Drug mule’s pain at being parted from children
THE PAIN of being separated from her three children while behind bars still lingers, along with the stigma she bears, thanks to her criminal past.
Though she finished her jail term seven years ago, the Manenberg mother cannot hold back the tears as she recalls the time she spent without any contact with her children.
Recruited as a drug mule after separating from her husband, the 42year-old recalls being courted with money for clothes and food.
“I was going through tough times… I carried cocaine – 2kg to 3kg was hidden in my luggage at a time. They would redo the bag so when you opened it the drugs weren’t visible. If you take 1kg you have to swallow it and that gets mixed and measured again… even from that 1kg they make millions of rand,” she said.
The mother was attending a round table on the babies and children of women behind bars, hosted by crime prevention body Nicro. The woman is today part of the Prison Care and Support Network.
After travelling extensively, the woman was finally caught at Italy’s Milano Malpensa Airport on Good Friday in 2005. “It was so embarrassing and traumatic, and the first thing I thought of was who’s going to let my parents and children know,” she said.
It was still painful to think about what she put her children through.
“My kids may not have been in prison physically but emotionally they were in prison right there with me,” she said, recalling that she got the first letter from her family five weeks after her arrest, and only spoke to her children on the phone three months later. She was pardoned after the death of Pope John Paul ll and released after 18 months behind bars. Still, the scars linger.
She said some people were more cautious around her with their belongings, and her eldest daughter still suffered from depression.
Warning other women not to believe in the get-rich-quick option, she urged them to rather work hard for what they wanted in life.
Nicro’s Venessa Padayachee called the children of mothers in prison “invisible victims” who were left with “lasting scars”, including feelings of rejection and abandonment.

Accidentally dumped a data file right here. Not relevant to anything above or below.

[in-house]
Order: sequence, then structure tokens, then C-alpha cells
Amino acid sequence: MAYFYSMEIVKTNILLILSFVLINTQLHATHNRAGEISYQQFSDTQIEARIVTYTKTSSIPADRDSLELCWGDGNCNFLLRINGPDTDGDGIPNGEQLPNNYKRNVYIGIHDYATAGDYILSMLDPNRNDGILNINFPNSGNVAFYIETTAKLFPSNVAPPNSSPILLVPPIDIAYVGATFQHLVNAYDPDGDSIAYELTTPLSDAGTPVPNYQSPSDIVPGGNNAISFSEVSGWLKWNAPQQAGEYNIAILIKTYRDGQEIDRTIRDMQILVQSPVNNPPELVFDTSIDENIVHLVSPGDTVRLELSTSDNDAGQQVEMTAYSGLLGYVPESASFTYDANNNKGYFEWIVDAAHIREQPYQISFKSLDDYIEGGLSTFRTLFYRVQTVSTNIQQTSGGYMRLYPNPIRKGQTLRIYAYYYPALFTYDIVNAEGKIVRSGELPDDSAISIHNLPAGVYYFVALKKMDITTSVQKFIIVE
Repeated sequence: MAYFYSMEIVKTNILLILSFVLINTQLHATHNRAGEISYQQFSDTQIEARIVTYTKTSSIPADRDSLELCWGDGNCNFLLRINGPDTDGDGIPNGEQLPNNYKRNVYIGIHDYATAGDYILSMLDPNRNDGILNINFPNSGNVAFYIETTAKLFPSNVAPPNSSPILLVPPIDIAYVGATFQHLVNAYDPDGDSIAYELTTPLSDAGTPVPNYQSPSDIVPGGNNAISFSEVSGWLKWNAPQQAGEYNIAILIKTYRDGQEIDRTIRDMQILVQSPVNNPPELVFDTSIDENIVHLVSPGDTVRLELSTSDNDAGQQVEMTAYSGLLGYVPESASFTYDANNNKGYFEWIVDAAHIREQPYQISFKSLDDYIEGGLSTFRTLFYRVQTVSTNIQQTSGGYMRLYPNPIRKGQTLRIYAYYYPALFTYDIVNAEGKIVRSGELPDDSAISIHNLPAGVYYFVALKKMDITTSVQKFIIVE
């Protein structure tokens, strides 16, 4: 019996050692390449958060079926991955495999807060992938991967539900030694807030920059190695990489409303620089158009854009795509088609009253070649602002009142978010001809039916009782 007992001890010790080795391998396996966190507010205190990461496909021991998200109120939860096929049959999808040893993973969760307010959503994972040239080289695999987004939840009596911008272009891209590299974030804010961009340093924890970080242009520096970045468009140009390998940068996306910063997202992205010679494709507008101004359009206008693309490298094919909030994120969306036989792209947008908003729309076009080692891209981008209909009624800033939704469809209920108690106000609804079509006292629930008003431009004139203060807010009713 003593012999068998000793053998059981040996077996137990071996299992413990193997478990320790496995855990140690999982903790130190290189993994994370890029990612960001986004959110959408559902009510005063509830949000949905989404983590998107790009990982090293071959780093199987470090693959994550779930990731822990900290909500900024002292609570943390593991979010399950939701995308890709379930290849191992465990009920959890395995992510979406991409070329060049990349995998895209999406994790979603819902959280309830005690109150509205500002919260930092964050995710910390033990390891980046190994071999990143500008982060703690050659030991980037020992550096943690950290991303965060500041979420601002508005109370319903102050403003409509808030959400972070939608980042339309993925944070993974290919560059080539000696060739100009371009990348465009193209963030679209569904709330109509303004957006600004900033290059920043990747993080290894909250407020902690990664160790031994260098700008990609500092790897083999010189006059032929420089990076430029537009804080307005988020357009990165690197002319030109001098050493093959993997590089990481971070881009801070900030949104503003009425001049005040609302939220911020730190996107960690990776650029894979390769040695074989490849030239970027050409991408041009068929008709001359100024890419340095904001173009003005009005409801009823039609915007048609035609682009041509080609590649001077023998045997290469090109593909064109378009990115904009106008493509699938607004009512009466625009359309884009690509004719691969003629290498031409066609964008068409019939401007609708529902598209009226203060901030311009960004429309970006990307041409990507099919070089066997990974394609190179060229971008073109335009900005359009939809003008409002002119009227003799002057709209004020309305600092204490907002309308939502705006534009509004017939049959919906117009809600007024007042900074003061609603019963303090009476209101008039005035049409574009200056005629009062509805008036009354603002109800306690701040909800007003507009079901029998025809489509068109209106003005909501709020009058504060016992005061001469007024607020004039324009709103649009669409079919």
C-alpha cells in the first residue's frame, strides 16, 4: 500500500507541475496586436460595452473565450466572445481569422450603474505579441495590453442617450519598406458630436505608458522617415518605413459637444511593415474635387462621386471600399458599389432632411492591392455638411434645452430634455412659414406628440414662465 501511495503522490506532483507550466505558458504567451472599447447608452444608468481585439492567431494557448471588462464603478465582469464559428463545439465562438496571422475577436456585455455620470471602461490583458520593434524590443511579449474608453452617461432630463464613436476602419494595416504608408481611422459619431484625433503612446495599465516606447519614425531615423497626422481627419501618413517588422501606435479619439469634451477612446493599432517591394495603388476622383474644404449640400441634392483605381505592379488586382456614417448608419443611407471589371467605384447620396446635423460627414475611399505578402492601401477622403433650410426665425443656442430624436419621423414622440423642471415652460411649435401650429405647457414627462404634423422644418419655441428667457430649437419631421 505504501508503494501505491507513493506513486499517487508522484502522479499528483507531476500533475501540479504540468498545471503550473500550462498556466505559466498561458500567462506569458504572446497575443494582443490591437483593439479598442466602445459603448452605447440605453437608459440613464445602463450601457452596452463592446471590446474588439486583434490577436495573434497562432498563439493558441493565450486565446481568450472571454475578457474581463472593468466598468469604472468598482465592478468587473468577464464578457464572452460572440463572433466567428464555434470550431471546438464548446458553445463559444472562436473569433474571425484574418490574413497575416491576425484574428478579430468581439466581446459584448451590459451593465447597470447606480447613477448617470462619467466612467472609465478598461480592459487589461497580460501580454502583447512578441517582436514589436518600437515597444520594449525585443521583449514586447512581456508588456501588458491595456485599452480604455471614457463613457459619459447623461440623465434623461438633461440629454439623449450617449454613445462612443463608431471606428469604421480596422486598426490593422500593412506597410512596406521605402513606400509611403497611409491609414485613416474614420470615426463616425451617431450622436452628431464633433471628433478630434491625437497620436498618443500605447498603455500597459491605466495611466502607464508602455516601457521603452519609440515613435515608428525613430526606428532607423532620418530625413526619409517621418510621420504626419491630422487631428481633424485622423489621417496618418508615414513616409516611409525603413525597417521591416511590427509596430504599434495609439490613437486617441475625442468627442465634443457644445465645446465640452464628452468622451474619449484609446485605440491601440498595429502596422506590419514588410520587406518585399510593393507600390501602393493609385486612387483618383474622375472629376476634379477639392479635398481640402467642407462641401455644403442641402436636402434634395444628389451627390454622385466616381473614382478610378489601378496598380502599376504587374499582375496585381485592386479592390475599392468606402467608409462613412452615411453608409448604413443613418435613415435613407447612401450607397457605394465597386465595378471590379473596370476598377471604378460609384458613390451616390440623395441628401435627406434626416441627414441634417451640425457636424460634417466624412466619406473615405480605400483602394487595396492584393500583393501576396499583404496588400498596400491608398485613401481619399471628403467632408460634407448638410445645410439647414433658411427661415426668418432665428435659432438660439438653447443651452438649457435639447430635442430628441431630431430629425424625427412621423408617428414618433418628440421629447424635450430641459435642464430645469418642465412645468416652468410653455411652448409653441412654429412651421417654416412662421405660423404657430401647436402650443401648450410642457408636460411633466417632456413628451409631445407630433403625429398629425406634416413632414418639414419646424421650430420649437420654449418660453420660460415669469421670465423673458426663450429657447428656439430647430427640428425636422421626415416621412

There was a huge stigma attached when people found out a child’s parent had been jailed, and the child in turn felt “ashamed”.
In August, Correctional Services Minister Sibusiso Ndebele said South Africa had 3 505 female offenders in prison, 980 of whom were remand detainees and 2 525 sentenced. Between January and March, the minister said, 282 mothers were incarcerated with their babies.
Padayachee said the children of jailed mothers were six times more likely to end up in prison themselves.
More research was required to explore the impact of a child’s imprisonment with its mother, as well as of forced separation once the child was removed from her care when they turned two. Nicro identified a case which saw the child of an inmate removed at the age of two, with the two seeing each other again only two years later. The result was that the relationship between mother and child broke down, creating further problems, including with foster parents. Another problem identified was of mothers who revealed they had babies only once they were behind bars, leaving the child at risk.
In 2009, the Imbeleko Project established Mother and Baby Units at female prisons across the country. The Western Cape has two, one at Pollsmoor Prison and one in Oudtshoorn, which is being renovated.
Statistics presented during the round table showed a steady decline in the number of babies born in prison – from a high of 22 in April 2011 to 16 in October this year.
When babies are separated from their mothers when they turn two, foster care is organised by state social workers and welfare organisations.
‘TRAUMATIC’: A woman talks about her experiences and the effect on her children while she was held in a prison in Italy for drug smuggling.